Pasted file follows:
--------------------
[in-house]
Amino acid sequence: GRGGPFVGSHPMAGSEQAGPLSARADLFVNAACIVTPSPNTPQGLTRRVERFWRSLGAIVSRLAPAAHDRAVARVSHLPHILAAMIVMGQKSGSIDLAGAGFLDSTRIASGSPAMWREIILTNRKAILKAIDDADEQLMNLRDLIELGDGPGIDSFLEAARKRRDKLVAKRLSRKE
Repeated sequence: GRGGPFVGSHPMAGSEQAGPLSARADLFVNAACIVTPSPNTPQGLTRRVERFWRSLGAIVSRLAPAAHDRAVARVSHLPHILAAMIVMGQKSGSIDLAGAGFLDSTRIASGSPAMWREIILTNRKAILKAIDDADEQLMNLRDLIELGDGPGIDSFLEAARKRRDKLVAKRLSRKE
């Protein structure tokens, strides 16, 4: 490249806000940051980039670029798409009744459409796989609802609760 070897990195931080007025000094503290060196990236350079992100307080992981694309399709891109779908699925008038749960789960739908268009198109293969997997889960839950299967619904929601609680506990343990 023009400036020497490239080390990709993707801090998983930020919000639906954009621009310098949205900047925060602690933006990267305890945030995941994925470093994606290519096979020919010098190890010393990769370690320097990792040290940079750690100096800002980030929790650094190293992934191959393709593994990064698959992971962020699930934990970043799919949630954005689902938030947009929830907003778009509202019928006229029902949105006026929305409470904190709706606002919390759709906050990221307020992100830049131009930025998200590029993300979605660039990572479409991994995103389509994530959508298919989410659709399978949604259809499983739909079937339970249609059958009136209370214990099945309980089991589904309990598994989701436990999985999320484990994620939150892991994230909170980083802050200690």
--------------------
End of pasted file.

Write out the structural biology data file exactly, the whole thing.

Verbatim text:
[in-house]
Amino acid sequence: GRGGPFVGSHPMAGSEQAGPLSARADLFVNAACIVTPSPNTPQGLTRRVERFWRSLGAIVSRLAPAAHDRAVARVSHLPHILAAMIVMGQKSGSIDLAGAGFLDSTRIASGSPAMWREIILTNRKAILKAIDDADEQLMNLRDLIELGDGPGIDSFLEAARKRRDKLVAKRLSRKE
Repeated sequence: GRGGPFVGSHPMAGSEQAGPLSARADLFVNAACIVTPSPNTPQGLTRRVERFWRSLGAIVSRLAPAAHDRAVARVSHLPHILAAMIVMGQKSGSIDLAGAGFLDSTRIASGSPAMWREIILTNRKAILKAIDDADEQLMNLRDLIELGDGPGIDSFLEAARKRRDKLVAKRLSRKE
């Protein structure tokens, strides 16, 4: 490249806000940051980039670029798409009744459409796989609802609760 070897990195931080007025000094503290060196990236350079992100307080992981694309399709891109779908699925008038749960789960739908268009198109293969997997889960839950299967619904929601609680506990343990 023009400036020497490239080390990709993707801090998983930020919000639906954009621009310098949205900047925060602690933006990267305890945030995941994925470093994606290519096979020919010098190890010393990769370690320097990792040290940079750690100096800002980030929790650094190293992934191959393709593994990064698959992971962020699930934990970043799919949630954005689902938030947009929830907003778009509202019928006229029902949105006026929305409470904190709706606002919390759709906050990221307020992100830049131009930025998200590029993300979605660039990572479409991994995103389509994530959508298919989410659709399978949604259809499983739909079937339970249609059958009136209370214990099945309980089991589904309990598994989701436990999985999320484990994620939150892991994230909170980083802050200690």